Monday, Feb. 21, 2011 | 2:35 p.m.
More land traded hands in 2010 than it has since the recession began, but prices continued to plummet, according to a Las Vegas research firm.
Applied Analysis said the 2,113 acres of land was transferred in 2010, a 32 percent increase over 2009 when 1,623 acres was sold. Despite the increase, which in part was attributed to lenders taking back ownership of properties, the sales levels are one-quarter of what they were five years ago.
The price of land sold in 2010, at an average of $194,508 per acre, was 27 percent below the $266,317 per acre in 2009, the firm reported. Land prices have come down since the price per acre in 2007 was $1.39 million.
When excluding resort property, the value of land sales in 2010 was $176,253, 27 percent lower than the price of $241,287 in 2009. The price was $784,150 per acre in 2007.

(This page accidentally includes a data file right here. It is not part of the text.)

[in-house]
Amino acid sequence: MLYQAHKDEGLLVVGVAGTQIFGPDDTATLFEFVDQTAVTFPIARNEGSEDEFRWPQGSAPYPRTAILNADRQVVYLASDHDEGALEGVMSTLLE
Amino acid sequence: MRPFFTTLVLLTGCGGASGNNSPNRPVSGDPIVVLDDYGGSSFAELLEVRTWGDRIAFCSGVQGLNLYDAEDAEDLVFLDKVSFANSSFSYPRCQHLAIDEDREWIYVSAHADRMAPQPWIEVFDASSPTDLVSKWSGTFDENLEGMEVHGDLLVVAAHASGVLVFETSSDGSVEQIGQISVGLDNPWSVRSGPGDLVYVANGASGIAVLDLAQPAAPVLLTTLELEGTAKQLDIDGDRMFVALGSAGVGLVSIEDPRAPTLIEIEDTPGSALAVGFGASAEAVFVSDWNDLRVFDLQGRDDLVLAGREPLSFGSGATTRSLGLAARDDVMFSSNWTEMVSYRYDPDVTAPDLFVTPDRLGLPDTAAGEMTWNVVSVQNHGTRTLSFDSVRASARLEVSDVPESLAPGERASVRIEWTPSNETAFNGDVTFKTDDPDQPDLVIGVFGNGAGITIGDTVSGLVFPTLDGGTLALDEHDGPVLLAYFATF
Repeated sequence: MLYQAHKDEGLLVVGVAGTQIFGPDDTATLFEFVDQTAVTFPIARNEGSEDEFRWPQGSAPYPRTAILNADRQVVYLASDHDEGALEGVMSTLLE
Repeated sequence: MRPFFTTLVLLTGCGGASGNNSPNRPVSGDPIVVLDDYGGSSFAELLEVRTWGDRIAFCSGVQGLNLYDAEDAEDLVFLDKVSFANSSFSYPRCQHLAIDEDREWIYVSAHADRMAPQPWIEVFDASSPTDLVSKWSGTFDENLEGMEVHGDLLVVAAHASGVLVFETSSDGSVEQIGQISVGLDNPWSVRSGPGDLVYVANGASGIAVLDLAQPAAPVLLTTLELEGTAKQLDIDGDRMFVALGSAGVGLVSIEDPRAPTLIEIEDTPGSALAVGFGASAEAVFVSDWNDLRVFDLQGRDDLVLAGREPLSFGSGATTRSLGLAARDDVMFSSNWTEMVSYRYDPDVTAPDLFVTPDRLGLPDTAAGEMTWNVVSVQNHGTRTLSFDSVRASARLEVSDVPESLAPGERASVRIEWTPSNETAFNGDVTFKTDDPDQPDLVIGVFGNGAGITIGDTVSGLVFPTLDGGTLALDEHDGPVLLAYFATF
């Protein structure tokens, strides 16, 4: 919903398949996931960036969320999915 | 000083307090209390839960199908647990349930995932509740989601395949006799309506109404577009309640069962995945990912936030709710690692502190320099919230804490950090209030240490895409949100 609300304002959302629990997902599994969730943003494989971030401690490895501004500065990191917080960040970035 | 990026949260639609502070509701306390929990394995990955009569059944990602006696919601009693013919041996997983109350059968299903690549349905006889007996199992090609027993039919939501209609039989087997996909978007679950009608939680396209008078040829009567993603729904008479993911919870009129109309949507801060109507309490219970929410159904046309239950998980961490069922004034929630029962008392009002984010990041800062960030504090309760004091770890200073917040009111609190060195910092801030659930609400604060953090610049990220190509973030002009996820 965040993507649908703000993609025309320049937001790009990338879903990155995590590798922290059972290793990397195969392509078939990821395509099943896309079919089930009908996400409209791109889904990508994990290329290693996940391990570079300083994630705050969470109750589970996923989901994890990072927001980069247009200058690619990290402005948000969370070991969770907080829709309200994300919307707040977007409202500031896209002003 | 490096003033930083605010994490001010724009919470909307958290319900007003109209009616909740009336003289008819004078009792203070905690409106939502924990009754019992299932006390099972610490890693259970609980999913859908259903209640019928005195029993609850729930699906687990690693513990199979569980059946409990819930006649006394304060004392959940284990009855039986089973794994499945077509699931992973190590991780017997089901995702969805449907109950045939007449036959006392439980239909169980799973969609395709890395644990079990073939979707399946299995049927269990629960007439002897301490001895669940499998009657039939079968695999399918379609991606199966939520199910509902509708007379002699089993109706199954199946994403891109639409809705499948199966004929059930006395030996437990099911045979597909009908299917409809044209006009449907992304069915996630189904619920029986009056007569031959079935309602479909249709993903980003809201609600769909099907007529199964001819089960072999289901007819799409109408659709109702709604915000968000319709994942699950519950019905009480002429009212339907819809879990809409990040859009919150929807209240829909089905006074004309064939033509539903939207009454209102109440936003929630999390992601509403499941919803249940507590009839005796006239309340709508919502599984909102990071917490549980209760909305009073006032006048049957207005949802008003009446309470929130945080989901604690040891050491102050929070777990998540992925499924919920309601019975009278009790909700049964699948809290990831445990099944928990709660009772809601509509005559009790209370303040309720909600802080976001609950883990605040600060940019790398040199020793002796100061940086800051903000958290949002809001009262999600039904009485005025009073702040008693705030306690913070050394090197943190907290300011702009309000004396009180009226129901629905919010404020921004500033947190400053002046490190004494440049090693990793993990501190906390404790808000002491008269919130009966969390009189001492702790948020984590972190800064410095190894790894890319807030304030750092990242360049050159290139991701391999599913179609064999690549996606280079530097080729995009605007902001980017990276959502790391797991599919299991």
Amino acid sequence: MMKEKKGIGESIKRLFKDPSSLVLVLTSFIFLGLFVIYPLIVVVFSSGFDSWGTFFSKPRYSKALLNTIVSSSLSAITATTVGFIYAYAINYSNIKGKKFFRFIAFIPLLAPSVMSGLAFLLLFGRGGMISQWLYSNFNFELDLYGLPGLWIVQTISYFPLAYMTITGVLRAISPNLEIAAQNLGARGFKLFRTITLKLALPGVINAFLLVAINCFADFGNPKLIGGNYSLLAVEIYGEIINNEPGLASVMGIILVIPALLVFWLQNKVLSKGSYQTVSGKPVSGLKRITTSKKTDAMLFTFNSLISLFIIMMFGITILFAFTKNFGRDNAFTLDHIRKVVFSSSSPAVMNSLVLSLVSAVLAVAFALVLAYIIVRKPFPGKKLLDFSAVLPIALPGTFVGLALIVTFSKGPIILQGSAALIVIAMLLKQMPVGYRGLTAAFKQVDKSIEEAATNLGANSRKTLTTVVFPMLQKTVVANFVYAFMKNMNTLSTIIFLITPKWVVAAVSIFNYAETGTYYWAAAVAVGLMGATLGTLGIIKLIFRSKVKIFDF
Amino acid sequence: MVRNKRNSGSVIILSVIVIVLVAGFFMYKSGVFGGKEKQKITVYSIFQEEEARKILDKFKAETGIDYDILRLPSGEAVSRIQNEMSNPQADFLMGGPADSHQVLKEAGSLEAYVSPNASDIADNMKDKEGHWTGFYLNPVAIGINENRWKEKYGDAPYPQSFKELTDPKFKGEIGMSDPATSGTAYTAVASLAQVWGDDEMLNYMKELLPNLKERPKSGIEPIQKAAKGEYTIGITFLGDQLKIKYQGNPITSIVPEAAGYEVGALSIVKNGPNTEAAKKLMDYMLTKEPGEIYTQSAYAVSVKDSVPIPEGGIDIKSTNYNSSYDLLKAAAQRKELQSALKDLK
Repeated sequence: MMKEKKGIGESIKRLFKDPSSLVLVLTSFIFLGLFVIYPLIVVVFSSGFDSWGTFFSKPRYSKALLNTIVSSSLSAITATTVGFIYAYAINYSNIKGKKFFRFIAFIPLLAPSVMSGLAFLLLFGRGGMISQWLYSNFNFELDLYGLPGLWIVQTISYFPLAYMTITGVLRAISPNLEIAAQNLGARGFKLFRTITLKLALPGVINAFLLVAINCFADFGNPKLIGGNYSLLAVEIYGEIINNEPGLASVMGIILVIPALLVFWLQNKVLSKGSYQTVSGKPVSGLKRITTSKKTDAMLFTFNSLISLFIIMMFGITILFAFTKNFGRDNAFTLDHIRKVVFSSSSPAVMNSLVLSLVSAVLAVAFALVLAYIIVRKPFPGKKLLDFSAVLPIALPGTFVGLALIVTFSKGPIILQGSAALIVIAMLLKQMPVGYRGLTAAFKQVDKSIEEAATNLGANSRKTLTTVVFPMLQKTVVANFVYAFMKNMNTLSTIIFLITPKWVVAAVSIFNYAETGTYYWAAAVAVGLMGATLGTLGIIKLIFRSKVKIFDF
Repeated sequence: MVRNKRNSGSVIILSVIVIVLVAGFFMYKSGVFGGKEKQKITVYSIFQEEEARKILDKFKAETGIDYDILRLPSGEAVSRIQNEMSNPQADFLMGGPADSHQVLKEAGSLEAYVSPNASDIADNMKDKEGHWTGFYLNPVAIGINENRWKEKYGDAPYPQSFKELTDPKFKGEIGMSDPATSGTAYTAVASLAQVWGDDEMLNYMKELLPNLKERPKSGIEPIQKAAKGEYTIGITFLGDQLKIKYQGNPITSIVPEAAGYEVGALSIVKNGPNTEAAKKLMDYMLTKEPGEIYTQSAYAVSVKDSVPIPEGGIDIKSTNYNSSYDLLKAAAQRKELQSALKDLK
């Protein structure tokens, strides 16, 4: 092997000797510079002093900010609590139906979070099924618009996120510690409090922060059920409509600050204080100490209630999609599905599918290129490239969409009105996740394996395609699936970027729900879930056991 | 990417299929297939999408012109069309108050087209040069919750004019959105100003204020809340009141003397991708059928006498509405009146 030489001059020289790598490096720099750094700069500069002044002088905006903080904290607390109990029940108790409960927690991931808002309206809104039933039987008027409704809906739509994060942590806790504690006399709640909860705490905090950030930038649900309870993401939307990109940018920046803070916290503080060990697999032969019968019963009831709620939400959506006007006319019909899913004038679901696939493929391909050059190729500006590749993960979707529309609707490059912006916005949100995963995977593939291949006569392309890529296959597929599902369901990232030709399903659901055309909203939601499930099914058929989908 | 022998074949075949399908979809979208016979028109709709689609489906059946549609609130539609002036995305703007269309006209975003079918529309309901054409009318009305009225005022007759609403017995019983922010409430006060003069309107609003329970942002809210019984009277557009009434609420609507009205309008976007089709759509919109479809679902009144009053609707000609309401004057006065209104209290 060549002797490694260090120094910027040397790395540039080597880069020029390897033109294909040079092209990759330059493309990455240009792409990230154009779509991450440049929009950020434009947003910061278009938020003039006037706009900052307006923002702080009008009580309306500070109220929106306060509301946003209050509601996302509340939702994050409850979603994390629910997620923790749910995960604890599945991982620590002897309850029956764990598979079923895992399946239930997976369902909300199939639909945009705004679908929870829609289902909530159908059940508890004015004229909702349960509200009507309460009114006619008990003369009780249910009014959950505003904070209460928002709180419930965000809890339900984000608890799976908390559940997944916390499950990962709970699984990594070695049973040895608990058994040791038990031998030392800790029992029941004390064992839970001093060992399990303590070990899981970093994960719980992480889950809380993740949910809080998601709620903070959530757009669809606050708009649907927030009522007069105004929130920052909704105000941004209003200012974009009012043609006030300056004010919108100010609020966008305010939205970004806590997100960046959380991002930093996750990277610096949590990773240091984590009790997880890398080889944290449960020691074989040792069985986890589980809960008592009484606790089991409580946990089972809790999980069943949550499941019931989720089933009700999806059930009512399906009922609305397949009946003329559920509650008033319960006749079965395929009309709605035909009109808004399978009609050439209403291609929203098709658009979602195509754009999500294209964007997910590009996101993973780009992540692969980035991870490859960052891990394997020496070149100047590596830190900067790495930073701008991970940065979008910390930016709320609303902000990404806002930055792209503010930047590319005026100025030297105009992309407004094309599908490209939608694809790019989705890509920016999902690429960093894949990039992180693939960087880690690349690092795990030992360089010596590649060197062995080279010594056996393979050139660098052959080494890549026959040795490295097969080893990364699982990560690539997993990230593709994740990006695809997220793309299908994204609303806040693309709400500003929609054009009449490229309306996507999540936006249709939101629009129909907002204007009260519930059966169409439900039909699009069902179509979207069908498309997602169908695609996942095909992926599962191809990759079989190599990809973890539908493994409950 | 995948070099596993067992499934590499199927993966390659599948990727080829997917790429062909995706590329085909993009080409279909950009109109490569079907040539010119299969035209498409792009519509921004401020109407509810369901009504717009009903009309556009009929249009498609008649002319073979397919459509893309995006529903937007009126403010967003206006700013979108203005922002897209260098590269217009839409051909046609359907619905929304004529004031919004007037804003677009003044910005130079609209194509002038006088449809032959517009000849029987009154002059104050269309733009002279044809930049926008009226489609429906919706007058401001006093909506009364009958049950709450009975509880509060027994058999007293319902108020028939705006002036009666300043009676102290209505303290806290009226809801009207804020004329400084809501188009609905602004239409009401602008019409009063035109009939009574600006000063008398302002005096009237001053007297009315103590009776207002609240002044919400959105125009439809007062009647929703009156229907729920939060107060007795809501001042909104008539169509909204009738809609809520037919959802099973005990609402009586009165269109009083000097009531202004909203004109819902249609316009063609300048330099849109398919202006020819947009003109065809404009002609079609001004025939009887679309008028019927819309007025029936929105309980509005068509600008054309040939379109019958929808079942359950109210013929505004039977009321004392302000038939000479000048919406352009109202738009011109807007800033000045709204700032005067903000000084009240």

Applied Analysis Principal Brian Gordon said there’s no indication that land prices will start increasing. A large number of residential foreclosures, rising housing inventory on the market and high vacancy rates with commercial space limits the demand for new construction and therefore land, he said.
The reduced price of land is taking into account that anyone who buys it is going to have to hold it, Gordon said.
“As long as the economy remains weak, including job creation and household income, there’s little incentive to develop property based on mere speculation,” Gordon said.
During the fourth quarter of 2010, sales posted their lowest level of the year with 420.8 acres transferred, a 7.3 percent decrease from the third quarter and 20.8 percent decline from the fourth quarter of 2009, the firm reported.
Distressed ownership transfers continue to play a large role in transactions of raw land, the firm reported. Lender foreclosures accounted for 46.8 percent of the market activity.
During the fourth quarter of 2010, the biggest transaction was 30.9 acres in the resort corridor between Tropicana Avenue between Koval Lane and Paradise Road. The vacant property was transferred at a price of $20 million or $649,088 per acre through the foreclosure process, the firm said.